Employee role overload negatively impacts the organization’s bottom line, and reducing this form of stress can yield the greatest bang for the buck for both employers and employees.

That was the message Linda Duxbury, a professor at the Sprott School of Business at Carleton University, delivered at the Benefits Canada Healthy Outcomes Conference held last week in Ottawa.

Employers are facing a turning point in managing their HR due to a shortage of skilled labour, value shifts in younger people and older employees facing eldercare challenges.

According to her research, companies will face a talent market shortage by 2016. There will be a deficit of 800,000 skilled staff and a surplus of 500,000 low-skilled labourers.

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Generation Y (those under age 30) have seen what their parents went through with role overload, downsizing and not being appreciated for their commitment to the organization. According to Duxbury, they claim they will never make the same mistake. “They have learned to protect themselves and not to trust the organization.” Duxbury warns employers that “if you don’t deal with this, you’re not going to attract them.”

While employees can choose to have no children or have fewer, later in life, they can’t choose to have parents. Almost everyone is going to face eldercare issues later in life.

This is more problematic today because seniors are living longer and suffering from chronic illness, and women who have been traditional caregivers for the elderly are working outside the home. Many employees have delayed having children, and they have to deal with both their teenagers and elderly parents at the same time, and many are having fewer children, which leads to fewer caregivers for the elderly. Despite this growing burden on employees, few employers understand this issue because it’s not part of their workforce planning.

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Role overload exists when the total demands for time and energy associated with activities of multiple roles are too great to perform these roles adequately or comfortably. Simply defined, it’s having too much to do and not enough time in which to do it.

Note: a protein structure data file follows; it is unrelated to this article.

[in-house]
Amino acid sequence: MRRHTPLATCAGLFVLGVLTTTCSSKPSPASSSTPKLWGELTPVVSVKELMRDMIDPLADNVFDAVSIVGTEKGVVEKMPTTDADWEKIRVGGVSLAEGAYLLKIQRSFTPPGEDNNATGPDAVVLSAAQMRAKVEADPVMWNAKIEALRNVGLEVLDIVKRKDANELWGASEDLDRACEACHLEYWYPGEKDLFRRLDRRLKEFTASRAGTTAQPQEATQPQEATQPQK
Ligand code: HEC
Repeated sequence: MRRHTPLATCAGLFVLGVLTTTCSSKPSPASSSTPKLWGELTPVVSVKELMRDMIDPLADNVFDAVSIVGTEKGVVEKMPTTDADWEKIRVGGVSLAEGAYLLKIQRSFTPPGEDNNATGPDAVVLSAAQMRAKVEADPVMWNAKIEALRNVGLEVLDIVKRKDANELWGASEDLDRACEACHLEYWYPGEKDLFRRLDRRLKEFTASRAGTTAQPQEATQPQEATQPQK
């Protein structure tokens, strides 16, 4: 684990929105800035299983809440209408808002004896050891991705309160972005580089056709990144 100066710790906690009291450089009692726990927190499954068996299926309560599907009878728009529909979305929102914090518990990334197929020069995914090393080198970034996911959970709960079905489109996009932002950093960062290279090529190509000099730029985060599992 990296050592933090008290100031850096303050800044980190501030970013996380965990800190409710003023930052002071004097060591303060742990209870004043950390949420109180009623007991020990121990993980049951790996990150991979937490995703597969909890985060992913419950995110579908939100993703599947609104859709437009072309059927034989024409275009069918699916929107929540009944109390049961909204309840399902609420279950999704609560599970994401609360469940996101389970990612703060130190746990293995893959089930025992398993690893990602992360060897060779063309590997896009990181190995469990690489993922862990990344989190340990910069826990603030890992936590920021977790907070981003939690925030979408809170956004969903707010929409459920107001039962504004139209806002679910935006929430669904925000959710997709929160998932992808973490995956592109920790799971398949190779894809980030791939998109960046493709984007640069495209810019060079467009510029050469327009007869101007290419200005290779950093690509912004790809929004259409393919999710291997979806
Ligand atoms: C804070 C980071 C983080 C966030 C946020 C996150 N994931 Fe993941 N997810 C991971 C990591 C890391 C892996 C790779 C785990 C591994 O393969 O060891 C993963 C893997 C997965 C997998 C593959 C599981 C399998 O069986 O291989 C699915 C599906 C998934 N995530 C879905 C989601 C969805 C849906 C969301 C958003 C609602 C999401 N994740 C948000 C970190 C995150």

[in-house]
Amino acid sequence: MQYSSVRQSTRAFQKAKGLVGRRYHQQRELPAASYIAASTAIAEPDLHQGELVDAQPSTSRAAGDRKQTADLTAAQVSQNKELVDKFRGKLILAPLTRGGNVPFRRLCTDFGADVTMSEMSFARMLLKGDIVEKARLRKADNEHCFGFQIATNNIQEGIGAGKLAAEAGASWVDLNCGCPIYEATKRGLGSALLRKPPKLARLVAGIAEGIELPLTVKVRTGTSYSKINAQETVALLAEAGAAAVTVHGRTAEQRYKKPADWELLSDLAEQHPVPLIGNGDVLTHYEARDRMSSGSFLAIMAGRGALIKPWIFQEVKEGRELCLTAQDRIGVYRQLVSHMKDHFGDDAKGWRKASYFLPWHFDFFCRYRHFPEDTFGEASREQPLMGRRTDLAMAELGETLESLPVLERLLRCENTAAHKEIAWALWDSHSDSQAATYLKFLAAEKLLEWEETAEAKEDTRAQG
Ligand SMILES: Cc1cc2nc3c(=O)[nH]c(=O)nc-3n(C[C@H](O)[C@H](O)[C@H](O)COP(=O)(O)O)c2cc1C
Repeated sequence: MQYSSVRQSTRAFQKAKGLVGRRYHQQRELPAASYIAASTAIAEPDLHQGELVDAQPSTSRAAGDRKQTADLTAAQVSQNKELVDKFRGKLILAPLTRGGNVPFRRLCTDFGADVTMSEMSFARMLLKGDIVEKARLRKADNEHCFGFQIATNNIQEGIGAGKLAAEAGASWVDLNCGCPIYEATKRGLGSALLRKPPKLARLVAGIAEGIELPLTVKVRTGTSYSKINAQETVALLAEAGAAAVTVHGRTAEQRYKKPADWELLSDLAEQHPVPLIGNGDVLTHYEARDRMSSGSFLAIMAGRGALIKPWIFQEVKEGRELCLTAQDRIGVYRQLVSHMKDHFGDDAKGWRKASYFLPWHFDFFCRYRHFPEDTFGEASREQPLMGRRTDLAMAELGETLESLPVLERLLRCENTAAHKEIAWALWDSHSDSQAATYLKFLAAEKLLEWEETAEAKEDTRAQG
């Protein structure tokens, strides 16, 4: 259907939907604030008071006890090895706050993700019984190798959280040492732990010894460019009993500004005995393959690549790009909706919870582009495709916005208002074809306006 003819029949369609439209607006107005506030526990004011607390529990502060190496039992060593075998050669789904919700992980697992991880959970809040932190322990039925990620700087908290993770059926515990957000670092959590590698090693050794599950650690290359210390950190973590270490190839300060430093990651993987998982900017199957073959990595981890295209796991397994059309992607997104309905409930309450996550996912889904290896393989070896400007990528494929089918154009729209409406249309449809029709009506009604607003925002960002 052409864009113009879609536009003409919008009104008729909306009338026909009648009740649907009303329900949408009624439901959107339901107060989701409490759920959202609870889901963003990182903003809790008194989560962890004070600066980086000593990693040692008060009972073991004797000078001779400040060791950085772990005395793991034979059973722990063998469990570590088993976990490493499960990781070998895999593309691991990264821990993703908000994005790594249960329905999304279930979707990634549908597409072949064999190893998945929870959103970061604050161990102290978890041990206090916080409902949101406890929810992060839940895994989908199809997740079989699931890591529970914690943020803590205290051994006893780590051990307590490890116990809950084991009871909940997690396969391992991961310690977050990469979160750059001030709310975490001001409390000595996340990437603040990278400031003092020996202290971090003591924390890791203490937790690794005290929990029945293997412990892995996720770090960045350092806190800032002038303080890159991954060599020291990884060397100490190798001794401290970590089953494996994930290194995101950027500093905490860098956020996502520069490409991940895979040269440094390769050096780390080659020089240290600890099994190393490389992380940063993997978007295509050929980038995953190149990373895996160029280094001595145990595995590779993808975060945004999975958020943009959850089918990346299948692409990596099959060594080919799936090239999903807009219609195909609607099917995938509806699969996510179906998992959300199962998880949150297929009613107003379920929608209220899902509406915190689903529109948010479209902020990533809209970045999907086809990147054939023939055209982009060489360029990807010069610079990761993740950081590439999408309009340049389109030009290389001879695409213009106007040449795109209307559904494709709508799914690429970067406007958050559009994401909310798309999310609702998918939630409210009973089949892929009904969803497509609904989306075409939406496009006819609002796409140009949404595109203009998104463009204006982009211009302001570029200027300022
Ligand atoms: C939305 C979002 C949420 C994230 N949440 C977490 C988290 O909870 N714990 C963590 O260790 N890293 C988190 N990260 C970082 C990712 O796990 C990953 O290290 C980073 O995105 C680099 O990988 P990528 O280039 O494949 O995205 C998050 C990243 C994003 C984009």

While total role overload is a function of overload at work and at home, work role overload is a much stronger predictor of total role overload. Duxbury’s research concludes that high-role overload leads to increased absenteeism, a greater use of Canada’s healthcare system, increased levels of employee stress and depression, higher employee turnover, rising benefits costs, lower levels of commitment and job satisfaction, and recruitment and retention problems.

She suggested some solutions for employers:

  • provide employees with a greater sense of control over their hours of work and their work schedule;
  • give employees a fixed number of paid personal days off work to deal with personal issues;
  • introduce new performance measures that focus on objectives, results and output, and move away from a focus on hours; and
  • increase the number of supportive managers within the organization.

Her research suggests that if employers eliminate high levels of role overload in their organization they stand to gain. “You can have the best policies and programs in the world, but if your culture and management practices don’t align with them, it really doesn’t matter.”

Suzanne Lepage is a private health plan strategist based in Kitchener, Ont. suzanne@suzannelepage.ca

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Copyright © 2017 Transcontinental Media G.P. Originally published on benefitscanada.com

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